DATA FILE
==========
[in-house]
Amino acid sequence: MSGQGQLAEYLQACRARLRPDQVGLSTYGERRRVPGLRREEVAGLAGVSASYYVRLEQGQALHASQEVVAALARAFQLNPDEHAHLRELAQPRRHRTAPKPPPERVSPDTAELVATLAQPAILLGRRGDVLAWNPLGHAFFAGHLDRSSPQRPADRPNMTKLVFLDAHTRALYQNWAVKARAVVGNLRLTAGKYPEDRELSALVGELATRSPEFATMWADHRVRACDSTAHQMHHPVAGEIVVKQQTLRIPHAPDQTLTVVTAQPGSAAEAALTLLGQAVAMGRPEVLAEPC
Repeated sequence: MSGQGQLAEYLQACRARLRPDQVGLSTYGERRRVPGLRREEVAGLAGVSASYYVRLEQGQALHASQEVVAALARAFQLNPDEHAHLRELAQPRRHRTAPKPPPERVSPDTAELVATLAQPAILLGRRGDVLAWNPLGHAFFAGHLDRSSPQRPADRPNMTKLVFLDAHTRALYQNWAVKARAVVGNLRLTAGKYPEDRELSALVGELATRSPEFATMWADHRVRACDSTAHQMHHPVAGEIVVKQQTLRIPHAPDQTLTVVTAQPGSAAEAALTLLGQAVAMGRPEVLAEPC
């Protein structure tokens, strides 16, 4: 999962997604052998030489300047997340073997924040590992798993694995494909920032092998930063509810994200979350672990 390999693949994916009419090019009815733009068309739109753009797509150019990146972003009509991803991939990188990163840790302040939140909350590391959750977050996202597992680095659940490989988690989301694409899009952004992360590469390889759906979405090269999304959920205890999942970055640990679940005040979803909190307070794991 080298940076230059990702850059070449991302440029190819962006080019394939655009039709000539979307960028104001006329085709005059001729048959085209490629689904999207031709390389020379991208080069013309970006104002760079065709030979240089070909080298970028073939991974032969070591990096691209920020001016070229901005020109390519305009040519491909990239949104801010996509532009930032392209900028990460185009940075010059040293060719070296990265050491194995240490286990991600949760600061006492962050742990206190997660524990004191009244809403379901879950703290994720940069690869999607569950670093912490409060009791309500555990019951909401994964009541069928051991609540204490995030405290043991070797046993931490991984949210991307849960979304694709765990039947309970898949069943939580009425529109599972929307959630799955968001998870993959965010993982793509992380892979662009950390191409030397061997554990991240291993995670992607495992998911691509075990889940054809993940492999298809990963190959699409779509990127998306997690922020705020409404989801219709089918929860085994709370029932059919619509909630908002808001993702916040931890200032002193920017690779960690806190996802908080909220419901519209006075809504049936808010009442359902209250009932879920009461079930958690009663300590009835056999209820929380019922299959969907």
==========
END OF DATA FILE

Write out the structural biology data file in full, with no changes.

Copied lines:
[in-house]
Amino acid sequence: MSGQGQLAEYLQACRARLRPDQVGLSTYGERRRVPGLRREEVAGLAGVSASYYVRLEQGQALHASQEVVAALARAFQLNPDEHAHLRELAQPRRHRTAPKPPPERVSPDTAELVATLAQPAILLGRRGDVLAWNPLGHAFFAGHLDRSSPQRPADRPNMTKLVFLDAHTRALYQNWAVKARAVVGNLRLTAGKYPEDRELSALVGELATRSPEFATMWADHRVRACDSTAHQMHHPVAGEIVVKQQTLRIPHAPDQTLTVVTAQPGSAAEAALTLLGQAVAMGRPEVLAEPC
Repeated sequence: MSGQGQLAEYLQACRARLRPDQVGLSTYGERRRVPGLRREEVAGLAGVSASYYVRLEQGQALHASQEVVAALARAFQLNPDEHAHLRELAQPRRHRTAPKPPPERVSPDTAELVATLAQPAILLGRRGDVLAWNPLGHAFFAGHLDRSSPQRPADRPNMTKLVFLDAHTRALYQNWAVKARAVVGNLRLTAGKYPEDRELSALVGELATRSPEFATMWADHRVRACDSTAHQMHHPVAGEIVVKQQTLRIPHAPDQTLTVVTAQPGSAAEAALTLLGQAVAMGRPEVLAEPC
């Protein structure tokens, strides 16, 4: 999962997604052998030489300047997340073997924040590992798993694995494909920032092998930063509810994200979350672990 390999693949994916009419090019009815733009068309739109753009797509150019990146972003009509991803991939990188990163840790302040939140909350590391959750977050996202597992680095659940490989988690989301694409899009952004992360590469390889759906979405090269999304959920205890999942970055640990679940005040979803909190307070794991 080298940076230059990702850059070449991302440029190819962006080019394939655009039709000539979307960028104001006329085709005059001729048959085209490629689904999207031709390389020379991208080069013309970006104002760079065709030979240089070909080298970028073939991974032969070591990096691209920020001016070229901005020109390519305009040519491909990239949104801010996509532009930032392209900028990460185009940075010059040293060719070296990265050491194995240490286990991600949760600061006492962050742990206190997660524990004191009244809403379901879950703290994720940069690869999607569950670093912490409060009791309500555990019951909401994964009541069928051991609540204490995030405290043991070797046993931490991984949210991307849960979304694709765990039947309970898949069943939580009425529109599972929307959630799955968001998870993959965010993982793509992380892979662009950390191409030397061997554990991240291993995670992607495992998911691509075990889940054809993940492999298809990963190959699409779509990127998306997690922020705020409404989801219709089918929860085994709370029932059919619509909630908002808001993702916040931890200032002193920017690779960690806190996802908080909220419901519209006075809504049936808010009442359902209250009932879920009461079930958690009663300590009835056999209820929380019922299959969907």